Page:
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Review of Community-Managed Decentralized Wastewater Treatment Systems in Indonesia

rapport Jun 2013 ; 32 pages
Ed. WSP - Washington
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Effective management of sanitation and wastewater is a growing challenge in dense urban settlements. Rapidly increasing urbanization and, along with that, rising settlement densities in low-income urban and peri-urban areas highlight the need for sanitation technologies and management systems that are robust and affordable, and which lessen the pollution load on local water sources. In many developing countries, centralized sewerage and wastewater treatment systems cover only a portion of larger urban areas, and are often not yet planned for smaller towns and densely populated, low-income areas of cities. On-site sanitation is often inappropriate in the denser settlements and slum areas, thus requiring intermediate and complementary solutions. Decentralized wastewater treatment systems (DEWATS) connected to simplified sewer systems or communal sanitation centers have the potential to close the gap between on-site and centralized systems. Community-managed DEWATS offer the possibility of swift sanitation improvements in high priority neighborhoods that communities can manage themselves, where local government does not yet provide a full sanitation service. This review explores Indonesia's experience in implementing community-managed DEWATS on a growing scale, and more specifically, whether community-managed DEWATS are a viable urban sanitation option for serving poor households in dense settlements.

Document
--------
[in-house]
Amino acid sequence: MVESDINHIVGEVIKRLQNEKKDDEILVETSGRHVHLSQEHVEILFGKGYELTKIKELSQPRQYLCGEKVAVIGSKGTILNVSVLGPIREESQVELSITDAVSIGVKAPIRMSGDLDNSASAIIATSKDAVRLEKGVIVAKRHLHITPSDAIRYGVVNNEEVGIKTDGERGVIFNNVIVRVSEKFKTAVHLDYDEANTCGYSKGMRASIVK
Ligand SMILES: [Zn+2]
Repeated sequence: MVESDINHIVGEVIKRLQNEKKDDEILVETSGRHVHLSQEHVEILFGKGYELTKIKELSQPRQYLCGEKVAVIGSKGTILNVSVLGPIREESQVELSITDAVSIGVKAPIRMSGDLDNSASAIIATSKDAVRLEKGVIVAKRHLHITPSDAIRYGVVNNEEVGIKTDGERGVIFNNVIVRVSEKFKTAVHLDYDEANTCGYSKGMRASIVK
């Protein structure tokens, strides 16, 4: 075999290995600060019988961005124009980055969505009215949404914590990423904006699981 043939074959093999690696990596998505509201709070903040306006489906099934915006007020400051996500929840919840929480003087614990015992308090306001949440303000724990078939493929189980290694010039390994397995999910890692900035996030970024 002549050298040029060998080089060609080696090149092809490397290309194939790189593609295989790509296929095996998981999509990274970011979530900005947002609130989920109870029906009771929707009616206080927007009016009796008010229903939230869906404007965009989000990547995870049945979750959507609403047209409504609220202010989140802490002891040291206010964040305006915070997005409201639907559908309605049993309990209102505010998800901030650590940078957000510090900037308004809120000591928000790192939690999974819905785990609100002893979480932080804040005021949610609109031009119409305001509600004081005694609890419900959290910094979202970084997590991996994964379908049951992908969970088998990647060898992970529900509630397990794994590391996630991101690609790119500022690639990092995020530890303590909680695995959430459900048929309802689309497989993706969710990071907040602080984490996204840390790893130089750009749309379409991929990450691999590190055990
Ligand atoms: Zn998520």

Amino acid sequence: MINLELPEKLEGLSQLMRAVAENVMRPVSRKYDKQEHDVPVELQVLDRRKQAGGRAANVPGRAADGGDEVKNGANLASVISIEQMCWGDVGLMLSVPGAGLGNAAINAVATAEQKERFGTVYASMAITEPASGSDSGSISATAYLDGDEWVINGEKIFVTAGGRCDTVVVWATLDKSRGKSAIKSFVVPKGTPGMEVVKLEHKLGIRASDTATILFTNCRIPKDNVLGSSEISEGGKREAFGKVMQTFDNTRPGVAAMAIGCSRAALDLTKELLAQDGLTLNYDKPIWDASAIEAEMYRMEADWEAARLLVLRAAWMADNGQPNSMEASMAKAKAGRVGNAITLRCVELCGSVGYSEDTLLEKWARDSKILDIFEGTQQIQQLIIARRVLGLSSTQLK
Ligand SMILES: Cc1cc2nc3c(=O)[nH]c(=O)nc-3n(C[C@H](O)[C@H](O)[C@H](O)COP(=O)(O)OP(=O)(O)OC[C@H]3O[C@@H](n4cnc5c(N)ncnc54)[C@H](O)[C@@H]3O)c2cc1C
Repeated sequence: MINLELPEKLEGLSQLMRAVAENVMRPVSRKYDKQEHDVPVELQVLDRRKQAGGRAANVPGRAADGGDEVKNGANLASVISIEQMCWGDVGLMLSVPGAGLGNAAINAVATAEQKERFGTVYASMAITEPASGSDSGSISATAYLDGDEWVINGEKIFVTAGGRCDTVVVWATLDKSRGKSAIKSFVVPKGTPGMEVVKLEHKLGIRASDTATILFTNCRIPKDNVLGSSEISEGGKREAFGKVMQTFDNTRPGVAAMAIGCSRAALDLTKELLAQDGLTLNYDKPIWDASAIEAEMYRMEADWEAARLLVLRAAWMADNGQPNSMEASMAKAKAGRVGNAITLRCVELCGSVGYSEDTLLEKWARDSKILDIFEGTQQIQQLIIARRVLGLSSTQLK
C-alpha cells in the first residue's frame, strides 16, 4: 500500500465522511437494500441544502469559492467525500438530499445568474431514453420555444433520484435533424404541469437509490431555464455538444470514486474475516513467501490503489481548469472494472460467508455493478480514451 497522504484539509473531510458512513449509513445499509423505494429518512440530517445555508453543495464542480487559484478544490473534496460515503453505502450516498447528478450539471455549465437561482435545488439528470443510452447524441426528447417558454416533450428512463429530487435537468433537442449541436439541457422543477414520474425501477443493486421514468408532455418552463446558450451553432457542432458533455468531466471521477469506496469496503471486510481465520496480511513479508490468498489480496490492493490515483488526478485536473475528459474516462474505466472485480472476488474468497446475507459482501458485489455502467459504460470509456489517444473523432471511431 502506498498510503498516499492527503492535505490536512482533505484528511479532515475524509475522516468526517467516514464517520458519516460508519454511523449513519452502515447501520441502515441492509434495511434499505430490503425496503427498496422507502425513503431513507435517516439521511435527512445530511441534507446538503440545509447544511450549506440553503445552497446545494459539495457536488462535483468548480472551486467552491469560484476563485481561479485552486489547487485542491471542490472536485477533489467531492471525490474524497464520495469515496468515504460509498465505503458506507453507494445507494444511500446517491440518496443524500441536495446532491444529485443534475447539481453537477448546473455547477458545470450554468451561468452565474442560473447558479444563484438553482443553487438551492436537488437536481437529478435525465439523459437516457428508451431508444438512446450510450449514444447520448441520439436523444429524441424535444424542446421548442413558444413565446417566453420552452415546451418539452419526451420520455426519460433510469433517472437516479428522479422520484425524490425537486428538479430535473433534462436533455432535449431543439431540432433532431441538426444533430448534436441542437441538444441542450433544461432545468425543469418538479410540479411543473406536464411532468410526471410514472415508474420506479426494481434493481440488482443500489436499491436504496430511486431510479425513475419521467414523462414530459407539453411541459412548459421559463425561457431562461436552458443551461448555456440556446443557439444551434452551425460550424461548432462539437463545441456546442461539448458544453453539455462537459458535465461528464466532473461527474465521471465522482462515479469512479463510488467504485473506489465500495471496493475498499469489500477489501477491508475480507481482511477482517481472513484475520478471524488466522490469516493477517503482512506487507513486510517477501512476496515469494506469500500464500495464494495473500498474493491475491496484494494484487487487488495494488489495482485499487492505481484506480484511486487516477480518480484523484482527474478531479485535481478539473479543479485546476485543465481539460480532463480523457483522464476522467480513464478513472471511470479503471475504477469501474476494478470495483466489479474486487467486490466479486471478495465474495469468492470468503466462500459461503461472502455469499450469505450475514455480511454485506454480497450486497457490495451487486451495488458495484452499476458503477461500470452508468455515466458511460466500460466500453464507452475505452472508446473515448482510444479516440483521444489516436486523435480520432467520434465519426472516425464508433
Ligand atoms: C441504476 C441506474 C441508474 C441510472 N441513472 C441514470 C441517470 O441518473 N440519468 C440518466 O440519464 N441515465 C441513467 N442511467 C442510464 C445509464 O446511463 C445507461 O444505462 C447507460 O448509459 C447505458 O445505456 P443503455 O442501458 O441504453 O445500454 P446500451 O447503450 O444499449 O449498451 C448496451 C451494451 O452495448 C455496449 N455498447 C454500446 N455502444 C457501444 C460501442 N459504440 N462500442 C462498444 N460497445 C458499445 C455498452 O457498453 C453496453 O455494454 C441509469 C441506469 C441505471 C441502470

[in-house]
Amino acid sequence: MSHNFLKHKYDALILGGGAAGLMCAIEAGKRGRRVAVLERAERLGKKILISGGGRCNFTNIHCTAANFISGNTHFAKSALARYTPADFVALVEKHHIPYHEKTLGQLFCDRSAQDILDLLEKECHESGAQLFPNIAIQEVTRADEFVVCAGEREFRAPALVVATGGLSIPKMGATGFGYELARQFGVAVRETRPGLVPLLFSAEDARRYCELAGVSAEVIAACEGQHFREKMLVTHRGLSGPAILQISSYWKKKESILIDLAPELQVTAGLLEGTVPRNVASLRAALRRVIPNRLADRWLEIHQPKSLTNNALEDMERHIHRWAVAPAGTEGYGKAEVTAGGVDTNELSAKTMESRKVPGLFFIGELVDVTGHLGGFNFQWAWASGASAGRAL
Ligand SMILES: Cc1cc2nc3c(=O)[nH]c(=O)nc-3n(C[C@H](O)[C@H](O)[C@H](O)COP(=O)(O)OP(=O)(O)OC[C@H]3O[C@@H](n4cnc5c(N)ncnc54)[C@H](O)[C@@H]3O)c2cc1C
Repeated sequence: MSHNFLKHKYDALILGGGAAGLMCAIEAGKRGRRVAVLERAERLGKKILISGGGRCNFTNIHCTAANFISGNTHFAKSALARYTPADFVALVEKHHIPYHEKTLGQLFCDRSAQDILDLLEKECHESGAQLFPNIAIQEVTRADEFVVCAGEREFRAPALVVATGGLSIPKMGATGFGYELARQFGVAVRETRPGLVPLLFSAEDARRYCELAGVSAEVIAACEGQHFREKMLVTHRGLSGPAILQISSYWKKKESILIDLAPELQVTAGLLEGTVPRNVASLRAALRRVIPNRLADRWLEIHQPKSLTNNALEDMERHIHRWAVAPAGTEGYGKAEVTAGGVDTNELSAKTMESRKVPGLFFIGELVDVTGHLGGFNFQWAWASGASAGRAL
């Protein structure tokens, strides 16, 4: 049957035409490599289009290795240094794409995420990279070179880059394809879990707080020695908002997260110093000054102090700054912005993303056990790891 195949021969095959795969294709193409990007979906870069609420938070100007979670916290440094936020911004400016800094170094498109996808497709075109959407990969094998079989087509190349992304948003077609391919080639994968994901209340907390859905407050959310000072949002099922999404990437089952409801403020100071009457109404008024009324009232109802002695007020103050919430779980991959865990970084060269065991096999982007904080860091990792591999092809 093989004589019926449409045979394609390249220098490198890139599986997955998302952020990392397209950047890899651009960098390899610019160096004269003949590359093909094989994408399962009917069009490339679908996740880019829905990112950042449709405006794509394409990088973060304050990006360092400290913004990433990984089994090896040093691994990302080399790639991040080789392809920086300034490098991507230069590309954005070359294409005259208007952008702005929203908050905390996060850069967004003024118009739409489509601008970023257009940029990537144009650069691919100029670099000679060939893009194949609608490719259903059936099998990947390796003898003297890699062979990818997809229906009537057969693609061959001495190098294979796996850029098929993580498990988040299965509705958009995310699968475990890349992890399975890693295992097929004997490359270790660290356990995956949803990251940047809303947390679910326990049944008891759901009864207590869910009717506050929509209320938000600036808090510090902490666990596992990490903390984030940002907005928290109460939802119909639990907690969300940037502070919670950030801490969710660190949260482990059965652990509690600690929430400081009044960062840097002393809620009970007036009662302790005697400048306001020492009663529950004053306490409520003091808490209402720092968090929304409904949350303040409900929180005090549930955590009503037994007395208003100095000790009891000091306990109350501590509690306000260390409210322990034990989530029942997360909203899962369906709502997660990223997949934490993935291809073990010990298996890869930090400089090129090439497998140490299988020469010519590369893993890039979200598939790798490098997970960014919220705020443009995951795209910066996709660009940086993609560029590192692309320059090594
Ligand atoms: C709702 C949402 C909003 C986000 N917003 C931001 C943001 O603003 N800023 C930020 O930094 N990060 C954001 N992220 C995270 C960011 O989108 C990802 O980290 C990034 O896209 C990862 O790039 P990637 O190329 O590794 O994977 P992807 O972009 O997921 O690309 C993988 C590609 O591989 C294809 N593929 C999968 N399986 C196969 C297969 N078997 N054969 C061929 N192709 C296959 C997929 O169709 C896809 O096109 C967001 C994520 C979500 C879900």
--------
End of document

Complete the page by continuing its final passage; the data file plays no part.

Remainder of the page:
Mots clefs:

assainissement autonome (DT) (OP) , eaux usées (traitement des ) (DT) (OP)

Pays concerné:

Indonésie (DT) (OP)


WSP - Water and Sanitation Program - Washington - Etats Unis

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